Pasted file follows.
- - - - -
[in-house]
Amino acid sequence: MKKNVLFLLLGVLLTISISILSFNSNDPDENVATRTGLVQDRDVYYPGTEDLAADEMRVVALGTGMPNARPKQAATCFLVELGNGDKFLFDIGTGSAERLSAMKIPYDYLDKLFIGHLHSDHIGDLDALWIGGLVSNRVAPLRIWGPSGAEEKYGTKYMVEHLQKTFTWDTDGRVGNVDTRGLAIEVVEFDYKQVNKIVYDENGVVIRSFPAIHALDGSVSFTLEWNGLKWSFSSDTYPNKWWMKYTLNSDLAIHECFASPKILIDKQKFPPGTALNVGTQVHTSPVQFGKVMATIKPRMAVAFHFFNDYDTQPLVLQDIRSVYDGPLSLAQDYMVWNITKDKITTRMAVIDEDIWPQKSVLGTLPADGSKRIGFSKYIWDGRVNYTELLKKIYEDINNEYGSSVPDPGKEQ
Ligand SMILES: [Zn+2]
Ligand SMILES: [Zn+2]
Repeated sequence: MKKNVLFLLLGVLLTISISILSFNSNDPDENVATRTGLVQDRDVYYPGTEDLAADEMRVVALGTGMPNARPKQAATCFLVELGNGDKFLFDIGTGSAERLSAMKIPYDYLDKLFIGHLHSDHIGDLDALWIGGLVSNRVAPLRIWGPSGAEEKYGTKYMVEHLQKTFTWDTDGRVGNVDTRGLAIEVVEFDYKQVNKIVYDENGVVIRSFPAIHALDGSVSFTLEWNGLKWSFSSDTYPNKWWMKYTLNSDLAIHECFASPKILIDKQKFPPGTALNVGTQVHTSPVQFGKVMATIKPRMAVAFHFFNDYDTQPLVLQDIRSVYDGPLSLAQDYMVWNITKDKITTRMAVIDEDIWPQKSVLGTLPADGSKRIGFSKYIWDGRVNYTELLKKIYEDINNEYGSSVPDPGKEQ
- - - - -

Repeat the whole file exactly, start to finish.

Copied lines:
[in-house]
Amino acid sequence: MKKNVLFLLLGVLLTISISILSFNSNDPDENVATRTGLVQDRDVYYPGTEDLAADEMRVVALGTGMPNARPKQAATCFLVELGNGDKFLFDIGTGSAERLSAMKIPYDYLDKLFIGHLHSDHIGDLDALWIGGLVSNRVAPLRIWGPSGAEEKYGTKYMVEHLQKTFTWDTDGRVGNVDTRGLAIEVVEFDYKQVNKIVYDENGVVIRSFPAIHALDGSVSFTLEWNGLKWSFSSDTYPNKWWMKYTLNSDLAIHECFASPKILIDKQKFPPGTALNVGTQVHTSPVQFGKVMATIKPRMAVAFHFFNDYDTQPLVLQDIRSVYDGPLSLAQDYMVWNITKDKITTRMAVIDEDIWPQKSVLGTLPADGSKRIGFSKYIWDGRVNYTELLKKIYEDINNEYGSSVPDPGKEQ
Ligand SMILES: [Zn+2]
Ligand SMILES: [Zn+2]
Repeated sequence: MKKNVLFLLLGVLLTISISILSFNSNDPDENVATRTGLVQDRDVYYPGTEDLAADEMRVVALGTGMPNARPKQAATCFLVELGNGDKFLFDIGTGSAERLSAMKIPYDYLDKLFIGHLHSDHIGDLDALWIGGLVSNRVAPLRIWGPSGAEEKYGTKYMVEHLQKTFTWDTDGRVGNVDTRGLAIEVVEFDYKQVNKIVYDENGVVIRSFPAIHALDGSVSFTLEWNGLKWSFSSDTYPNKWWMKYTLNSDLAIHECFASPKILIDKQKFPPGTALNVGTQVHTSPVQFGKVMATIKPRMAVAFHFFNDYDTQPLVLQDIRSVYDGPLSLAQDYMVWNITKDKITTRMAVIDEDIWPQKSVLGTLPADGSKRIGFSKYIWDGRVNYTELLKKIYEDINNEYGSSVPDPGKEQ